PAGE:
Dust: An Elysian Tail Review
Don't let the dust settle on this classic
Playing last-gen titles on the new consoles has become a thing much quicker than it did on PS3 and 360 where the HD-remake fad began. Less than a year into the new machines and we've seen the likes of Tomb Raider, Metro: Last Light, The Last of Us and Diablo III all get new-gen re-releases. Hell, we don't even have a proper name for them yet, we can hardly call them Super HD, because the visual upgrade is usually minimal. And remaster sounds a bit like one of George Lucas’ milking terms.
But what about downloadable titles? On console they often struggle to resurface after launch with Sony and Microsoft's digital store fronts making even new games difficult to find, never mind older ones. When sensibly priced at second time of asking, we can definitely get behind them though. Dust: An Elysian Tail never made it to Sony platforms in 2012 and is still priced at £9.99 / $14.99 on XBLA, so the same price tag on PS4 seems fair enough if you're yet to play the game, although there's no real incentive to buy the game again if you already own it on 360 or PC. Act fast enough and you can get it for free as a part of this month's PS+ collection.
If you are yet to play Dust: An Elysian Tail, you're in for an absolute treat. The game is hybrid of genres and performs admirably in every genre it boasts. It's a 2D side-scrolling action platformer with XP levelling and equipable stat-boosting armour. A comparison that will hopefully whet your appetite is Dragon's Crown meets Kingdom Hearts. The range of difficulty options ensure it is suitable for gamers of any age or skill. Although, it is potentially tough if you rush into a fight a few XP levels too soon.
There aren't many moves to master, but the controls are so responsive and the action such a joy to behold, it doesn't really matter. You have two melee buttons that can be mixed for aerial combos and throws, but it's Dust's flying companion Fidget that really sets the game on fire. He unleashes a stream of energy pods, that when combined with Dust’s sword spin skill sees them amplified and turned into homing attacks.
Your combo counter goes berserk whenever the two protagonists combine with you holding circle and triangle together to unleash the fireworks. Later unlocks see you able to change spell types between lightning storms and pillars of fire at the touch of a button. With different elements working better against certain opponents, you'll have fun discovering weaknesses to destroy the large groups of enemies with godlike levels of fire and brimstone at your disposal. These powerful attacks are limited to an energy bar, but it can be refilled quickly via melee strikes, so you're never far from filling the screen with another storm.
The game runs at a slick 60FPS in 1080p which complements the art style of still backgrounds and brightly coloured classic Disney-esque animation of the enemy characters. The environments themselves carefully tick off the usual gaming tropes like forests, caves, lava and snowy mountains. There’s plenty to do in each of the game’s stages though and a helpful map highlights any areas where there is treasure left to find, which you’ll want to track down, in case it’s some handy stat-boosting loot.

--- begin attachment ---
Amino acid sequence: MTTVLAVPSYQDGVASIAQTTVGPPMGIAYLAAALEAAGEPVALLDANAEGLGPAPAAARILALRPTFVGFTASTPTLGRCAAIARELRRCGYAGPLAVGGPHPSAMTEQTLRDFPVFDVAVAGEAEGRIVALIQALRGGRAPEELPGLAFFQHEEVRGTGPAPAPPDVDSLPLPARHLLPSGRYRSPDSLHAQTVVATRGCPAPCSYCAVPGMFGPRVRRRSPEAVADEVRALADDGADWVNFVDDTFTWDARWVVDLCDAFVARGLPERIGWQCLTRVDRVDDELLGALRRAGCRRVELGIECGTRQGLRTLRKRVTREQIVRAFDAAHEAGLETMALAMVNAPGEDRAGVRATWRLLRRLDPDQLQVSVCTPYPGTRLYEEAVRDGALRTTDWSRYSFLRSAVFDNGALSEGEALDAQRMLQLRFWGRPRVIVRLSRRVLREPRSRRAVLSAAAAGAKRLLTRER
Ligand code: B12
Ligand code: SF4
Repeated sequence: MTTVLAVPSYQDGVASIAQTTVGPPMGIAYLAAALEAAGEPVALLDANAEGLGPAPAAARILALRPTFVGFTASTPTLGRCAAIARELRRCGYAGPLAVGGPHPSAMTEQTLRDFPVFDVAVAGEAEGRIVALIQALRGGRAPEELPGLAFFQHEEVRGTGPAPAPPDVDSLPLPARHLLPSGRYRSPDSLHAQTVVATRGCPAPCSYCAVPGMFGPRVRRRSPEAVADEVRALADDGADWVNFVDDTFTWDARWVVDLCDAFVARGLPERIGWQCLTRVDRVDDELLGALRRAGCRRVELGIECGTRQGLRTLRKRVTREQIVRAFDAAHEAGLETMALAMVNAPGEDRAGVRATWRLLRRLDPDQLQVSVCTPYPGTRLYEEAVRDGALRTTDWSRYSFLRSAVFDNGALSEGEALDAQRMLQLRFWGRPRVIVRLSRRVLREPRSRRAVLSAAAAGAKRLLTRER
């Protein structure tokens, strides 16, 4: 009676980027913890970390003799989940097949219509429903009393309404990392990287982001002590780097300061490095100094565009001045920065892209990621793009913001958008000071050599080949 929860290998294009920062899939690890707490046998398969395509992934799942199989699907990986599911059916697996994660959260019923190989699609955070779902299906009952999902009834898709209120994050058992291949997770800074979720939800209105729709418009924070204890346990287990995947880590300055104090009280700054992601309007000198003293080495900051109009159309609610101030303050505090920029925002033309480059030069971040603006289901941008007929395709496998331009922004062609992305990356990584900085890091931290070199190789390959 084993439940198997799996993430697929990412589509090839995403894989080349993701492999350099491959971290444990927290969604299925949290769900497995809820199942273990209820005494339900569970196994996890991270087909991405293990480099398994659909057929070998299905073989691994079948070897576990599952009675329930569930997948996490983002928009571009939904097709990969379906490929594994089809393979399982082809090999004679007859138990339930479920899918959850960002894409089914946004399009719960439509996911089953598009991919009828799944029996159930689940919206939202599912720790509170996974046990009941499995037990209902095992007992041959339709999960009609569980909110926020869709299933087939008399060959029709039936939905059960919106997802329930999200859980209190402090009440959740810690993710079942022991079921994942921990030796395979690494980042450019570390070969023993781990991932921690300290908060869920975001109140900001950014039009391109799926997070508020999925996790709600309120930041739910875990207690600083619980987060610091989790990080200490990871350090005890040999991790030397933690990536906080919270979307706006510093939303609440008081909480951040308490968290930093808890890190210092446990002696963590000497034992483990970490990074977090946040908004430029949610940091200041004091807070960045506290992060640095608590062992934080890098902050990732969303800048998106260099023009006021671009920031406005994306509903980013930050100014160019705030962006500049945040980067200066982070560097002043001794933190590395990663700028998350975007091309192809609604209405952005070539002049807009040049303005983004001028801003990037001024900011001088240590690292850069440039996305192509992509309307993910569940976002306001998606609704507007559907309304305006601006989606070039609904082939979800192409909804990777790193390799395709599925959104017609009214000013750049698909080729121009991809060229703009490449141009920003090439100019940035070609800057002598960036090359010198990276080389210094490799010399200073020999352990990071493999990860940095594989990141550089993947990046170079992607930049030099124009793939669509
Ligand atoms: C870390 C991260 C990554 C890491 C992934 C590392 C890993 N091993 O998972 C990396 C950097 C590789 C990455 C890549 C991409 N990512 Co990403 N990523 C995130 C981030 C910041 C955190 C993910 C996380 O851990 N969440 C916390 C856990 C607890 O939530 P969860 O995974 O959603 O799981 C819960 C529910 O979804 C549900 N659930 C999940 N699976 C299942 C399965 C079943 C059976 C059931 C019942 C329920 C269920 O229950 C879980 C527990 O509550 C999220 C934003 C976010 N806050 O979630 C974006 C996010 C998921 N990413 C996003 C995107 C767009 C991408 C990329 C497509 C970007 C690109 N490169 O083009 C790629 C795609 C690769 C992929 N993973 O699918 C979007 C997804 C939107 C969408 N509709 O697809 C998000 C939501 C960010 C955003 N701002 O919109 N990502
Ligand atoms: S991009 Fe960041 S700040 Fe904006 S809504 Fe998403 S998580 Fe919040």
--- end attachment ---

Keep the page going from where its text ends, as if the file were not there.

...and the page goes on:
On the default difficulty, I hit a wall early on when facing a boss battle against three giants. But, after going away and exploring for a while and levelling up taking on smaller enemies, I eventually made my way back to fight and finished them in about 30 seconds. In fact, I found most of the remaining boss fights in the game very easy, thanks to the game throwing lots of side-missions at me and the core combat being so fun. Each time you re-enter a new screen, the enemies respawn, meaning you always have something to grind for more XP. Each time Dust levels up, you're able to spend one point on defence, health, attack or special, ensuring that you get stronger throughout at a pace that really suits the game and sees the 10+ hours on the default setting just fly by.
The platforming side of the game grows stronger throughout the adventure as you learn new skills to reach new areas in old environments. Combine this with the numerous side-missions (all fetch quests, naturally) and you always have something to do and there's something worth looking forward to just around the corner. A basic loot crafting system allows you to sell parts to a merchant in order for him to get them in stock for you on a regular basis to boost your own supplies, which comes in handy when you find a new blueprint for a fancy new amulet or weapon mod.
The only downside I can really think of is the story itself, which sees you playing the lead role of a warrior who has lost his memory *groan* and has an annoyingly voiced side-kick character. It’s the sort of generic mush that you’d see more of in a children’s TV show. Thankfully, it doesn’t feature too often.
The price to game length ratio is well balanced here and the limitations of the basic combat system never wear out their welcome thanks to the large explorable environments and the prospect of shinier loot. You know a game’s been great when the first thought that comes to mind after watching the credits roll is ‘let’s turn up the difficulty and have that Platinum Trophy this time.’